Tag Archives: chrysalis

Munching, crunching caterpillars

By John Bomhoff
Art Studio Manager, Children’s Museum of Phoenix

This caterpillar craft introduces the beginning stages of life as a butterfly. You can see live caterpillars turning into real butterflies at the Children’s Museum of Phoenix this week.

Ages: preschool & up.

Materials: styrofoam peanuts (white or colored – available at craft stores), pipe cleaners cut into 1” lengths, markers, green construction paper, glue sticks or white glue and scissors.

Instructions:

Choose a peanut.  Use markers to add a face and details on the body (i.e., stripes, polka dots, etc.)

Stick two pipe cleaners for antennas on top of the head.

Draw and cut a leaf shape out of the construction paper.  Glue your caterpillar on the leaf.  You can make holes in the leaf where s/he has been munching.

TEACHABLE MOMENTS

Creating caterpillars is a wonderful way to introduce the young child to the life cycle of the butterfly.  A good way to begin this project is to read your child a book about butterflies.  Two of our favorites are Butterflies by Kate Davis and My, oh My – a Butterfly! by Tish Rabe.  You can also review the following information with your child:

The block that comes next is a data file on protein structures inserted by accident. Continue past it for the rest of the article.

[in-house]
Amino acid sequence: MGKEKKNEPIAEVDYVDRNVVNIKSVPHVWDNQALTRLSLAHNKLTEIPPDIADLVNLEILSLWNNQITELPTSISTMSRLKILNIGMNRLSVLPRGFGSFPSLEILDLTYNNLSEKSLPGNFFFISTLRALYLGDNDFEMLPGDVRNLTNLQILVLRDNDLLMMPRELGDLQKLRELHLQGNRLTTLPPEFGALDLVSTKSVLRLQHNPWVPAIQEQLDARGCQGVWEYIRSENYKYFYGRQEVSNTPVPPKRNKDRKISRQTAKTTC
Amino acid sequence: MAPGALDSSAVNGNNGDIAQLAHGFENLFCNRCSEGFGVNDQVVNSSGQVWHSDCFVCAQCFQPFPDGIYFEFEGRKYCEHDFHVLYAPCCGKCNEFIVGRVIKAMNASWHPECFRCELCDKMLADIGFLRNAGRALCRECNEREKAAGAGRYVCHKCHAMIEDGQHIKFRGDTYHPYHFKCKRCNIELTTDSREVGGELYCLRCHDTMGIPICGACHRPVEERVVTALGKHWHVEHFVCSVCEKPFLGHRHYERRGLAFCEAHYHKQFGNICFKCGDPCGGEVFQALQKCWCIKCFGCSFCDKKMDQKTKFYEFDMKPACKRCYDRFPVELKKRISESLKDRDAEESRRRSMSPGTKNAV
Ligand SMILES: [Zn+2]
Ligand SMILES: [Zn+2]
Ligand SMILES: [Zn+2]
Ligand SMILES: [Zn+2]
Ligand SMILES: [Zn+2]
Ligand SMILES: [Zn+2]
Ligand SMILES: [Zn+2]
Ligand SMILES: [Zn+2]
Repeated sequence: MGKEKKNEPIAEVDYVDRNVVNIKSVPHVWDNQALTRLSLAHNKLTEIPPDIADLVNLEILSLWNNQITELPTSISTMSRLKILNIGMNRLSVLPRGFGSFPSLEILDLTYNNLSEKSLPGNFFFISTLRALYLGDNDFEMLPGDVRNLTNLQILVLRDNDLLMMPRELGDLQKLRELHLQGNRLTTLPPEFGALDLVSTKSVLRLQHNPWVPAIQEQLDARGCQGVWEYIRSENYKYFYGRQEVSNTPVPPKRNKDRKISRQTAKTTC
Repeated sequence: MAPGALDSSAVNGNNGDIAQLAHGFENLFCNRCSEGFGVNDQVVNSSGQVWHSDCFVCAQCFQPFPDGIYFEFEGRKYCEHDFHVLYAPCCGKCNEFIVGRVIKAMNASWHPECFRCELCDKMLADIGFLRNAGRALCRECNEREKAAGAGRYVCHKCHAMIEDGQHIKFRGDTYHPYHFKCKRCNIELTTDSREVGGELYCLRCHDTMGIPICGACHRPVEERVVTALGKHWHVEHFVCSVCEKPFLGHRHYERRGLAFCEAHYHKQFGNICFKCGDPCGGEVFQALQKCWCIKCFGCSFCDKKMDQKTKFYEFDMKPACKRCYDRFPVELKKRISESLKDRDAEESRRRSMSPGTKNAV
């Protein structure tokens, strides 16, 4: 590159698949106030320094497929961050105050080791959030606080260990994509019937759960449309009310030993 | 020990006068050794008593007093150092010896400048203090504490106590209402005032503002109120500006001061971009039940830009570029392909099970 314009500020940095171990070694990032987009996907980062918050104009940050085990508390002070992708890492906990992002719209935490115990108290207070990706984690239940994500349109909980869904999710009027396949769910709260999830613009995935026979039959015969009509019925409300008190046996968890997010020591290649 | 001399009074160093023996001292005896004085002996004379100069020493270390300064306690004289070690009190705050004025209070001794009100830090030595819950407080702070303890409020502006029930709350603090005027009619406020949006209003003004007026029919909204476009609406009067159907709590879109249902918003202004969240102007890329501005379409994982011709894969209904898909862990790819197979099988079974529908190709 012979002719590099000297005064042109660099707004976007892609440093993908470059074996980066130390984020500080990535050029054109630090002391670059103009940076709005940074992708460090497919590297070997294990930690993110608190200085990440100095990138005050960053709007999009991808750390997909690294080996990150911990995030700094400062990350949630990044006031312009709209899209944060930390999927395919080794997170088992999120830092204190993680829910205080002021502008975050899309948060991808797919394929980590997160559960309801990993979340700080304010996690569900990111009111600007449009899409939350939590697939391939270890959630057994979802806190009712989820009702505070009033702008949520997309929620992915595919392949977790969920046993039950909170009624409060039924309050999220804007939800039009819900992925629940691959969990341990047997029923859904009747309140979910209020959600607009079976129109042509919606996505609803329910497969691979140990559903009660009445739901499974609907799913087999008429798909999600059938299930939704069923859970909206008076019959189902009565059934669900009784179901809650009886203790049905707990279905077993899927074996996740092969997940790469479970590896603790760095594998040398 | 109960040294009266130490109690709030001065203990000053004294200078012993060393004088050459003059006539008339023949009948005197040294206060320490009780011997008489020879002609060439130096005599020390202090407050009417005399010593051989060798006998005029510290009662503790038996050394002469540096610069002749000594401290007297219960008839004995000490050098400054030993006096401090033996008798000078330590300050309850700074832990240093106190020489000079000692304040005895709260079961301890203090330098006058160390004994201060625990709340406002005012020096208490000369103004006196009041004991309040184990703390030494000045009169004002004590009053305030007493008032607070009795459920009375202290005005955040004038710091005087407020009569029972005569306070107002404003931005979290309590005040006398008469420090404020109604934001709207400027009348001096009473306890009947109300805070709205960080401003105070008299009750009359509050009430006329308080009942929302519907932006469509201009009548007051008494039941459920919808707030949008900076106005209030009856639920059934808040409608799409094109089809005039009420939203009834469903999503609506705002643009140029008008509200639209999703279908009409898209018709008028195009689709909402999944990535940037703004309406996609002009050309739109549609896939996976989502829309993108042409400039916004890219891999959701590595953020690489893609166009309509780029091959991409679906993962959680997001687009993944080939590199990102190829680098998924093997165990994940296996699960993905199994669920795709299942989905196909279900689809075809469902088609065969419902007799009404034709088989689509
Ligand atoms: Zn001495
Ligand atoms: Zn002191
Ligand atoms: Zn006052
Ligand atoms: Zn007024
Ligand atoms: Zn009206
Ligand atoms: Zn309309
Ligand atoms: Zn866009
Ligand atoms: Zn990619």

• The life cycle of a butterfly begins when a butterfly lays tiny eggs on a leaf.
  • The eggs hatch into larva called caterpillars.
  • The caterpillar eats leaves.  As it grows, it sheds its old skin and forms a new one.
  • When the caterpillar is fully grown, it attaches itself to a twig and transforms into a pupa by forming a hard shell called a chrysalis.
  •  The butterfly is formed in the chrysalis.  Eventually it breaks out of its chrysalis and flies away.  It lays eggs and a new cycle begins.

You may order your own caterpillars from Insect Lore (www.insectlore.com; 800-548-3284).  You will receive three to five Painted Lady caterpillars with food for $14.99 plus shipping and handling.

ABOUT THE CHILDREN’S MUSEUM OF PHOENIX

The mission of the Children’s Museum of Phoenix is to engage the minds, muscles and imaginations of children and the grown-ups who care about them. With hands-on, interactive exhibits designed for children ages birth to 10, the Museum focuses on learning through play, with emphasis on early childhood education and school-readiness.

The Children’s Museum of Phoenix is located at 215 N. 7th St. in downtown Phoenix, at the southeast corner of Seventh Street and Van Buren in the historic Monroe School Building.